Urban Tribe - Ride with your kids in front.

Seattle’s antidote to aggressive driving on neighborhood greenways

Posted by on May 22nd, 2015 at 2:44 pm

Screenshot 2015-05-22 at 2.42.03 PM

It works.
(M.Andersen/BikePortland)

I’m in Seattle today joining the second leg of a study tour for a group from Indianapolis that’s visiting Portland and Seattle to study neighborhood greenways, the relatively low-cost, low-controversy bike infrastructure Portland imported from Vancouver BC and has built into a pretty solid network on its eastside grid.

As we’ve reported, our neighbors to the north are following suit even as funding for further expansion of Portland’s system remains frozen.

Indianapolis, short on cash but ambitious about bike infrastructure, is one of several cities around the country who are also following Portland’s lead.

Portland’s active transportation planners are trying to put the pieces in place for further greenway investment in the coming years, funding (but not yet releasing) an in-house, data-rich study of how the system is working. Meanwhile, neighborhood advocates have been using many tactics to raise awareness of a problem on some of the streets: heavy car traffic, in some cases from people who are cutting through the neighborhood on their way to somewhere else and seem distressed by the idea of getting stuck behind a 10 mph bicycle.

Here in Seattle, the Indianapolis squad noticed something interesting: Seattle’s residential streets tend to be much narrower than Portland’s, especially huge expanses like those of Northeast Going, Northeast Alameda or (to a lesser extent) Southeast Clinton.

Add parking on each side and on some Seattle streets, like 58th Street in the Ballard neighborhood pictured above, you’ve got a single lane to carry traffic in both directions.

Say what you will for this setup — it definitely calms traffic. Bike traffic included.

After I took the photo above (and after she negotiated a face-to-face standoff with a car coming the opposite direction in which both driver and rider stopped and waved the other one to proceed), I jogged beside the woman biking for a moment and asked if conflicts like that were annoying, or whether it was worth it because of the slow speeds.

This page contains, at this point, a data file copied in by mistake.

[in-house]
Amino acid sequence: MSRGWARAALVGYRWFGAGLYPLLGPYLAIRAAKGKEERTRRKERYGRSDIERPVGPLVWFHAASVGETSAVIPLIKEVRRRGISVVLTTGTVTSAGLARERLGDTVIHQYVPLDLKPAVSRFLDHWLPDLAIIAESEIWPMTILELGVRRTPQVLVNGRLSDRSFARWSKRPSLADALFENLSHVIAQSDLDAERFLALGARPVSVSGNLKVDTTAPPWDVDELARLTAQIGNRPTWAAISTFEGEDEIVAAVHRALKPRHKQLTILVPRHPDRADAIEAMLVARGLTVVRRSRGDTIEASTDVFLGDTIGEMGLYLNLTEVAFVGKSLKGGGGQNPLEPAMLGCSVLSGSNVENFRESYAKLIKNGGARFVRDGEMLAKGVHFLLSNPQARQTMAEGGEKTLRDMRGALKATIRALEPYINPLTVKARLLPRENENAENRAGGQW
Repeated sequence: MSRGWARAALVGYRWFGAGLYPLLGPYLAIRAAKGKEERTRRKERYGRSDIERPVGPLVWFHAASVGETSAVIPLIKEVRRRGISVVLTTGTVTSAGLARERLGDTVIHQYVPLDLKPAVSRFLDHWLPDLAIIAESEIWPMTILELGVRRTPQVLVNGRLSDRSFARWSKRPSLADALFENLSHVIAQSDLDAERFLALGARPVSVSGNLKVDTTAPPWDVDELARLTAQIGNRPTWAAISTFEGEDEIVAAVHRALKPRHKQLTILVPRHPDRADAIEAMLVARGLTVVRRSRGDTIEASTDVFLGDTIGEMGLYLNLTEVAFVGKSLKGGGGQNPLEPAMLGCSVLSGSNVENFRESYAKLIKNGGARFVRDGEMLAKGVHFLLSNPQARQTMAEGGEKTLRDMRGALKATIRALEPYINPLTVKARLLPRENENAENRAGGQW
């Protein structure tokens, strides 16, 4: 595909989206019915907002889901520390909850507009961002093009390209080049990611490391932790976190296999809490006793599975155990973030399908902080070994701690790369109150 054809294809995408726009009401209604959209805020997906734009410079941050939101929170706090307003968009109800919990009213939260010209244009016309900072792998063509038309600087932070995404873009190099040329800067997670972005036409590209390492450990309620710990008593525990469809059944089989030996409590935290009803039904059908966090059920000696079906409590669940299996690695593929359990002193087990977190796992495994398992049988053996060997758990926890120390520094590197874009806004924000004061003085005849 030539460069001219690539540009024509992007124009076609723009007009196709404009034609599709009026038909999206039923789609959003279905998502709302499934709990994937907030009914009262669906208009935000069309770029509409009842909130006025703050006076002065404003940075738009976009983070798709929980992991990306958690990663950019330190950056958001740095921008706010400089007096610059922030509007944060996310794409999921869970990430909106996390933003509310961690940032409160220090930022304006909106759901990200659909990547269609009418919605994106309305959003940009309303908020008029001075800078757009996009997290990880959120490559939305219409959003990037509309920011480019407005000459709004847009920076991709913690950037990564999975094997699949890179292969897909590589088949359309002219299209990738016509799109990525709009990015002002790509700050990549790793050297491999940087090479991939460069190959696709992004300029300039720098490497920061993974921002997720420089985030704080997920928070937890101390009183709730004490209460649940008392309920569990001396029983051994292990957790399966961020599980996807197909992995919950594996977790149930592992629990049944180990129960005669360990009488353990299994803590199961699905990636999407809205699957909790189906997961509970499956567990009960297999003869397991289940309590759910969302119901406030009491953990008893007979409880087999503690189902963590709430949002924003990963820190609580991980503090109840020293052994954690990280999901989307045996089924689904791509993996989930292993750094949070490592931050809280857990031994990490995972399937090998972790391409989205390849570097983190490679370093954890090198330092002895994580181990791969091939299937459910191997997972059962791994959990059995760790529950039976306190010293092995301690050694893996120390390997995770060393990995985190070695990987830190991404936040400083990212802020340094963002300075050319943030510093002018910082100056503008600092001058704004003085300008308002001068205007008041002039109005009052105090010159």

She seemed noncommittal.

“Part of living in a city, I guess,” she said.


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57 Comments
  • Spiffy May 22, 2015 at 2:47 pm

    as noted in the picture above, I hate how narrow streets invite people to park illegally on the wrong side facing the wrong way… enforcement is always complaint-driven and rarely even then…

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    • Zan May 22, 2015 at 2:50 pm

      It’s actually not illegal at all–Although the streets are narrow, they are for two-way traffic and so people can park facing either direction.

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      • Kyle May 22, 2015 at 2:54 pm

        I’m not sure about Seattle, but it’s illegal in Portland to park facing the wrong way on a street.

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        • caesar May 22, 2015 at 3:54 pm

          Indeed it is. I got ticketed for that exact same infraction this past summer.

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          • Dwaine Dibbly May 22, 2015 at 6:30 pm

            Where does it say that this is a one-way street? There’s only 1 lane, but from the article it sounds like it carries traffic both directions. People have to pull over to let each other pass.

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            • El Biciclero May 24, 2015 at 9:45 am

              It’s not a matter of being a one-way street. On any street, one may only park facing the normal direction of travel. I.e., on a two-way street, you may only pull over to the right to park; if you pull over to the left and park facing the “wrong way”, it is illegal.

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      • AP May 22, 2015 at 2:58 pm

        Actually, that’s incorrect for both Seattle and Portland.

        Seattle:
        http://blog.seattlepi.com/seattle911/2014/01/16/can-drivers-park-their-cars-facing-either-direction-on-residential-streets/

        Portland City Code 16.20.110:
        “B. No person may park or stop a vehicle other than in the direction of traffic.”
        http://www.portlandonline.com/Auditor/index.cfm?c=28591#cid_16039

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      • Adron @ Transit Sleuth May 26, 2015 at 11:28 am

        Best to not do that, it is indeed a ticketable offense. 🙂

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    • Champs May 22, 2015 at 3:10 pm

      People are not so brazen about this illegal practice in other parts of the country, but there is a strong regional tolerance of it.

      This used to be said of other things…

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    • Dan M. May 22, 2015 at 5:31 pm

      Of all the things that bother you, the one pedantically illegal but not actually dangerous to anyone or anything is the behavior you think we need to brow-beat out of drivers?

      Your priorities aren’t confusing. They’re wrong.

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      • Chris I May 22, 2015 at 10:39 pm

        You, apparently, have never had a driver come blazing out of a wrong-way spot directly at you. Parking the wrong way severely inhibits visibility when pulling out of the spot.

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      • Skid May 26, 2015 at 10:39 am

        How is it not dangerous to drive into the oncoming traffic lane to park? Ever had someone do this this while you were oncoming traffic? It looks like they are trying to run you over!

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  • Buzz May 22, 2015 at 2:55 pm

    Actually, I’m pretty sure it is illegal, but I don’t think it’s something to get your panties all bunched up about.

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    • AP May 22, 2015 at 3:55 pm